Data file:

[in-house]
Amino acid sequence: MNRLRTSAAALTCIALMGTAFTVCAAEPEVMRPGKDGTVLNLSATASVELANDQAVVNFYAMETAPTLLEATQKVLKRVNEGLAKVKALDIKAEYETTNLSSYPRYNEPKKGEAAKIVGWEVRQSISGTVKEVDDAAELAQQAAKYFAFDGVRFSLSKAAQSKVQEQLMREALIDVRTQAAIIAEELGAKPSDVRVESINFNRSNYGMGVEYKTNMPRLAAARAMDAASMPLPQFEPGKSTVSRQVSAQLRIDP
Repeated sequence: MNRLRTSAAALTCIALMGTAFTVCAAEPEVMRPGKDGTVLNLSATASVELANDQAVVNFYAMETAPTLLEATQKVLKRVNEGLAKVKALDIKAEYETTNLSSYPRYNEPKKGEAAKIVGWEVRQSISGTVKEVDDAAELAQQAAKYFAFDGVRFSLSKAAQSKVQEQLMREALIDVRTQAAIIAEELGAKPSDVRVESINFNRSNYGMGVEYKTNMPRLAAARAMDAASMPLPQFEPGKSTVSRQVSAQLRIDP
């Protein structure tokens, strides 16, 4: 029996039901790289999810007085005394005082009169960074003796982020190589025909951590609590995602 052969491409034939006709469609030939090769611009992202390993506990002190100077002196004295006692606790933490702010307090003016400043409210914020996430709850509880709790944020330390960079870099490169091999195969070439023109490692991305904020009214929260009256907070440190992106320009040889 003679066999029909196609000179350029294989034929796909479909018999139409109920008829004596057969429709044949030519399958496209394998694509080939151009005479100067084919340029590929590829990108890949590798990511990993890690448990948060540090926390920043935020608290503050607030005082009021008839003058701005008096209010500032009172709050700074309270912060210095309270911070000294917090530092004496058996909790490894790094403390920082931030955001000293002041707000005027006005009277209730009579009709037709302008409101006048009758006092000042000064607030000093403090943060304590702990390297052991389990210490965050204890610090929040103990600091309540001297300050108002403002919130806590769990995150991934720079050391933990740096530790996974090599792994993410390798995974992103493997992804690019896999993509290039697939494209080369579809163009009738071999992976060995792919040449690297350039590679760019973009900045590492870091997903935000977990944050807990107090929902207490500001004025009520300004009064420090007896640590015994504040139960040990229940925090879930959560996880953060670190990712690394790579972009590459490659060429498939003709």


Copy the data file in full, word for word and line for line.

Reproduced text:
[in-house]
Amino acid sequence: MNRLRTSAAALTCIALMGTAFTVCAAEPEVMRPGKDGTVLNLSATASVELANDQAVVNFYAMETAPTLLEATQKVLKRVNEGLAKVKALDIKAEYETTNLSSYPRYNEPKKGEAAKIVGWEVRQSISGTVKEVDDAAELAQQAAKYFAFDGVRFSLSKAAQSKVQEQLMREALIDVRTQAAIIAEELGAKPSDVRVESINFNRSNYGMGVEYKTNMPRLAAARAMDAASMPLPQFEPGKSTVSRQVSAQLRIDP
Repeated sequence: MNRLRTSAAALTCIALMGTAFTVCAAEPEVMRPGKDGTVLNLSATASVELANDQAVVNFYAMETAPTLLEATQKVLKRVNEGLAKVKALDIKAEYETTNLSSYPRYNEPKKGEAAKIVGWEVRQSISGTVKEVDDAAELAQQAAKYFAFDGVRFSLSKAAQSKVQEQLMREALIDVRTQAAIIAEELGAKPSDVRVESINFNRSNYGMGVEYKTNMPRLAAARAMDAASMPLPQFEPGKSTVSRQVSAQLRIDP
């Protein structure tokens, strides 16, 4: 029996039901790289999810007085005394005082009169960074003796982020190589025909951590609590995602 052969491409034939006709469609030939090769611009992202390993506990002190100077002196004295006692606790933490702010307090003016400043409210914020996430709850509880709790944020330390960079870099490169091999195969070439023109490692991305904020009214929260009256907070440190992106320009040889 003679066999029909196609000179350029294989034929796909479909018999139409109920008829004596057969429709044949030519399958496209394998694509080939151009005479100067084919340029590929590829990108890949590798990511990993890690448990948060540090926390920043935020608290503050607030005082009021008839003058701005008096209010500032009172709050700074309270912060210095309270911070000294917090530092004496058996909790490894790094403390920082931030955001000293002041707000005027006005009277209730009579009709037709302008409101006048009758006092000042000064607030000093403090943060304590702990390297052991389990210490965050204890610090929040103990600091309540001297300050108002403002919130806590769990995150991934720079050391933990740096530790996974090599792994993410390798995974992103493997992804690019896999993509290039697939494209080369579809163009009738071999992976060995792919040449690297350039590679760019973009900045590492870091997903935000977990944050807990107090929902207490500001004025009520300004009064420090007896640590015994504040139960040990229940925090879930959560996880953060670190990712690394790579972009590459490659060429498939003709």